Professor Peter Calabresi and colleagues from the Johns Hopkins University School of Medicine used an optical coherence tomography (OCT) to scan nerves deep in the back of the eye, applying special software they co-developed to measure thickness or swelling of the inner nuclear layer of the retina in 164 patients with MS and 60 healthy controls then followed changes in these tissues over four years. They also used brain MRI to measure inflammation spots directly, and performed clinical tests to determine disability levels.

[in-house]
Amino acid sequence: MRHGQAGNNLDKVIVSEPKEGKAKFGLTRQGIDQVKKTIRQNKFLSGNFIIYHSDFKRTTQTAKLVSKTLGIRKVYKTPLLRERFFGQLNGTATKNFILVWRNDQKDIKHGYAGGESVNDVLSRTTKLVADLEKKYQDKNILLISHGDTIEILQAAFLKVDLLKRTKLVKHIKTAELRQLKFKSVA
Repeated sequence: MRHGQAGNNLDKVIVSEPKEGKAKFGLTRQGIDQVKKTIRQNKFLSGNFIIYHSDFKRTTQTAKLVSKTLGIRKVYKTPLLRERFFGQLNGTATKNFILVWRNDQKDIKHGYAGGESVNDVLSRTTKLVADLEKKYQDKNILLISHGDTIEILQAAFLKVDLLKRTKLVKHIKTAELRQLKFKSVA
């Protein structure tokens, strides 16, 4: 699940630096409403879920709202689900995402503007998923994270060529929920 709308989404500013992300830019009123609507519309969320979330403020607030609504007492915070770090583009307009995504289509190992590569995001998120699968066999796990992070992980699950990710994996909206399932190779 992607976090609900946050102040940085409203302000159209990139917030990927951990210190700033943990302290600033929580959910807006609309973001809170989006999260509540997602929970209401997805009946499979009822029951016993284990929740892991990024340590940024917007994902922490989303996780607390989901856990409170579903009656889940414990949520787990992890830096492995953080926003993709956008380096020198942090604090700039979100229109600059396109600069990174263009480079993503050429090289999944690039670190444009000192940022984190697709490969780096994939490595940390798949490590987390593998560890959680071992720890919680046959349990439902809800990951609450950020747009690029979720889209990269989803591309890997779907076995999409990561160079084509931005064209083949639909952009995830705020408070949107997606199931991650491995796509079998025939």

The more inflammation and swelling the researchers found in the retinas of the MS patients, the more inflammation showed up in their brain MRIs. The correlation, they said, affirmed the value of the retinal scans as a stand-alone surrogate for brain damage.
“The eye is the window into the brain and by measuring how healthy the eye is, we can determine how healthy the rest of the brain is,” said Professor Calabresi.
“Eye scans are not that expensive, are really safe, and are widely used in ophthalmology… We should be using this new quantitative tool to learn more about disease progression, including nerve damage and brain atrophy.”